“A year after I started working on the book, it became clear the real story was how the company was coping with the passing of someone whose identity was so tied into the company,” she said. In her opinion, Apple cannot remain great “if they don’t redefine what great is.” She told Fowler that as long as the definition of great remains “intertwined with Steve’s definition of great, which is to make insanely great products, the company will find it hard to stay great. Everything at Apple has changed because Apple was Steve and Steve was Apple,” she told Fowler. “And so this company has lost its center.”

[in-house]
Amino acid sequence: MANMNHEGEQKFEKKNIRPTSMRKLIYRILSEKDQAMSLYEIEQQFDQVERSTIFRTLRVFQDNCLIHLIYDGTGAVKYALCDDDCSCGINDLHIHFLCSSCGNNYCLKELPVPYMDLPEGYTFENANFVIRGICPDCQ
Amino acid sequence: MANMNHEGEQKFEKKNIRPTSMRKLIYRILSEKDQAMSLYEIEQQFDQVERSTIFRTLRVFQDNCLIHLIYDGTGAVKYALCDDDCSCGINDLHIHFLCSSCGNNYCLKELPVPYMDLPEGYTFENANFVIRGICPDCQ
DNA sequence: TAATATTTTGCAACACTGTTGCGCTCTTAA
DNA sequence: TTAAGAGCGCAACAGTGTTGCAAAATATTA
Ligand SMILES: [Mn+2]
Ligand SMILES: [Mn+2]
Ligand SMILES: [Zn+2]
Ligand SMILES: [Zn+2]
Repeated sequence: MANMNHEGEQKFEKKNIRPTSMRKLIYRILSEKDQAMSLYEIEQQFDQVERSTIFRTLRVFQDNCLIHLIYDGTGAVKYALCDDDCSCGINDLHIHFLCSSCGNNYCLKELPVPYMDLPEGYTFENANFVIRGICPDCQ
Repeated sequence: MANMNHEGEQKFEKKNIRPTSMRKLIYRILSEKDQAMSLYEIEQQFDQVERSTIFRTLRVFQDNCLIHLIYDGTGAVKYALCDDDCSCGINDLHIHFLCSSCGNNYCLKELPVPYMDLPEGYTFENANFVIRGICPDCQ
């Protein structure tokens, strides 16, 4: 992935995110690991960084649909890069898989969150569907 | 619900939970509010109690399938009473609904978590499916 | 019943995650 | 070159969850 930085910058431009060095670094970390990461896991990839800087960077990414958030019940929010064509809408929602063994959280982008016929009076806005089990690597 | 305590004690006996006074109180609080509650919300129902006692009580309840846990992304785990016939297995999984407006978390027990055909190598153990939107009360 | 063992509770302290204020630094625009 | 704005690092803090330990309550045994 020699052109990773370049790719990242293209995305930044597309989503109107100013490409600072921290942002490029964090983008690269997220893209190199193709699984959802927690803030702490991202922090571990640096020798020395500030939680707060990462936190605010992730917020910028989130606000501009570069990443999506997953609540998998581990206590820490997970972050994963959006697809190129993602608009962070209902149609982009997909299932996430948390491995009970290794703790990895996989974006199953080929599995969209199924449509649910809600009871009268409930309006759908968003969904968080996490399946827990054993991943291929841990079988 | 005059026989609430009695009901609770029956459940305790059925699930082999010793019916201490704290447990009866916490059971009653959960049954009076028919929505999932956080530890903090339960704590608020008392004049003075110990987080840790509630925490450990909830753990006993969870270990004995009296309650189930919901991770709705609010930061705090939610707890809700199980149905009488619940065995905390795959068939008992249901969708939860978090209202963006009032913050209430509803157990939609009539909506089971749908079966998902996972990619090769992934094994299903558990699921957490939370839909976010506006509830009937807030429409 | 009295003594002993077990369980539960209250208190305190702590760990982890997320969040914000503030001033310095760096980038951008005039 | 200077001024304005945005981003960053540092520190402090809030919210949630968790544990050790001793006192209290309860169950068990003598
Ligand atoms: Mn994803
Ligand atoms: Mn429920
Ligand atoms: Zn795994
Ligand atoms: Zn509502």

Yet, Barron’s Tiernan Ray argued that Kane’s thesis contained some “very recent misconceptions” about Steve Jobs and Apple. “Much of this analysis seems to reflect Kane’s recent scoops reporting without a broader perspective. Jobs didn’t make “vision” statements of the kind Kane suggests. Companies that do that are IBM, Cisco, HP, etc. Jobs & Co. came out with products. And then after the fact, Jobs might offer thoughtful, articulate remarks about a general philosophy,” Ray wrote. “Also, the hand-wringing about Apple posits that the company came out with new ‘categories’ of product every day. There was a six-year gap between the introduction of the iPod and the introduction of the iPhone. Kane falls prey to the kind of image of Jobs as infallible, whereas many things happened under his watch that people at the time ridiculed or dismissed.”